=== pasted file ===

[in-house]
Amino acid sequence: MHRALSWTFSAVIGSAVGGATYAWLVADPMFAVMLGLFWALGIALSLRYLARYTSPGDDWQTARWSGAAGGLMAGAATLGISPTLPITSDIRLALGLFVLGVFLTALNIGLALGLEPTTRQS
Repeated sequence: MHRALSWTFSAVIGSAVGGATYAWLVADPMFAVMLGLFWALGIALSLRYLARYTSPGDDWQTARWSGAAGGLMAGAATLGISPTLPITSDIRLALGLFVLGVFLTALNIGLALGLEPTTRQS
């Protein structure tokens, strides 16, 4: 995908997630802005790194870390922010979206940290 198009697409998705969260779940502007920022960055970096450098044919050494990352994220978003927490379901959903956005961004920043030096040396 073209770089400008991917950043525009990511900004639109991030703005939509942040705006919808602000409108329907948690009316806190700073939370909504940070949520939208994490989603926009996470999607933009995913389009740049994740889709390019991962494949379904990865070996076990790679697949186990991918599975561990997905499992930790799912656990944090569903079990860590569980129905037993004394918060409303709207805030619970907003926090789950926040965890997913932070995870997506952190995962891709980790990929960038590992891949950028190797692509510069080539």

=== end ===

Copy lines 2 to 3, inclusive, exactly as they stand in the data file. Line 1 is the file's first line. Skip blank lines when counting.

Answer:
Amino acid sequence: MHRALSWTFSAVIGSAVGGATYAWLVADPMFAVMLGLFWALGIALSLRYLARYTSPGDDWQTARWSGAAGGLMAGAATLGISPTLPITSDIRLALGLFVLGVFLTALNIGLALGLEPTTRQS
Repeated sequence: MHRALSWTFSAVIGSAVGGATYAWLVADPMFAVMLGLFWALGIALSLRYLARYTSPGDDWQTARWSGAAGGLMAGAATLGISPTLPITSDIRLALGLFVLGVFLTALNIGLALGLEPTTRQS